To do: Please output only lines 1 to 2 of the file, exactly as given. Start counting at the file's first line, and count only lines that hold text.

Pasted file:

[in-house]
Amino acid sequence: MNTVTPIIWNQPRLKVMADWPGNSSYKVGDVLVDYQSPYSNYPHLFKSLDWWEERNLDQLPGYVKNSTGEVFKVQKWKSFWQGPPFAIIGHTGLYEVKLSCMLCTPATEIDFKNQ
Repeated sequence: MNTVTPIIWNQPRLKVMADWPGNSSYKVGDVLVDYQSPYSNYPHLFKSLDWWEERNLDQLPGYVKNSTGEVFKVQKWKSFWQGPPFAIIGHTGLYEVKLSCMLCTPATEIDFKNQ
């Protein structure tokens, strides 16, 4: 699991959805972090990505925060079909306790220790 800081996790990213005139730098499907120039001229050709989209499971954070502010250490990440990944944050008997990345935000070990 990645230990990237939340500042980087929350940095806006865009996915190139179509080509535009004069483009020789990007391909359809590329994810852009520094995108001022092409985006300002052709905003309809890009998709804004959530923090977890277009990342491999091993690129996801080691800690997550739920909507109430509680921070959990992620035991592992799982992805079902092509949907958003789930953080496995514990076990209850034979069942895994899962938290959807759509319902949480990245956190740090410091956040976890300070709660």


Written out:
[in-house]
Amino acid sequence: MNTVTPIIWNQPRLKVMADWPGNSSYKVGDVLVDYQSPYSNYPHLFKSLDWWEERNLDQLPGYVKNSTGEVFKVQKWKSFWQGPPFAIIGHTGLYEVKLSCMLCTPATEIDFKNQ